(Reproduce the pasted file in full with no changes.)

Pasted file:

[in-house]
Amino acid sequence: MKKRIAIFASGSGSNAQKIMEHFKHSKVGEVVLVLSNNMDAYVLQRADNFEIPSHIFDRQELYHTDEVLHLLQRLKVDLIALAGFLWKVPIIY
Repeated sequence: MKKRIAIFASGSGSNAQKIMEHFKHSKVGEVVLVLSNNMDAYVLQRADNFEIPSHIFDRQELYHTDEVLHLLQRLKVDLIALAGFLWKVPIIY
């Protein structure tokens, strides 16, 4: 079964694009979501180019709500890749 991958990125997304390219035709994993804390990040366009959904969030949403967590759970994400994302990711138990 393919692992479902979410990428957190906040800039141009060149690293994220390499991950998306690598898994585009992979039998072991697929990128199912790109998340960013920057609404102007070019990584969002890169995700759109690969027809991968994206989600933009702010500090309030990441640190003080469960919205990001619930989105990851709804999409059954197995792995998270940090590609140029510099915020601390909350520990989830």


[in-house]
Amino acid sequence: MKKRIAIFASGSGSNAQKIMEHFKHSKVGEVVLVLSNNMDAYVLQRADNFEIPSHIFDRQELYHTDEVLHLLQRLKVDLIALAGFLWKVPIIY
Repeated sequence: MKKRIAIFASGSGSNAQKIMEHFKHSKVGEVVLVLSNNMDAYVLQRADNFEIPSHIFDRQELYHTDEVLHLLQRLKVDLIALAGFLWKVPIIY
């Protein structure tokens, strides 16, 4: 079964694009979501180019709500890749 991958990125997304390219035709994993804390990040366009959904969030949403967590759970994400994302990711138990 393919692992479902979410990428957190906040800039141009060149690293994220390499991950998306690598898994585009992979039998072991697929990128199912790109998340960013920057609404102007070019990584969002890169995700759109690969027809991968994206989600933009702010500090309030990441640190003080469960919205990001619930989105990851709804999409059954197995792995998270940090590609140029510099915020601390909350520990989830």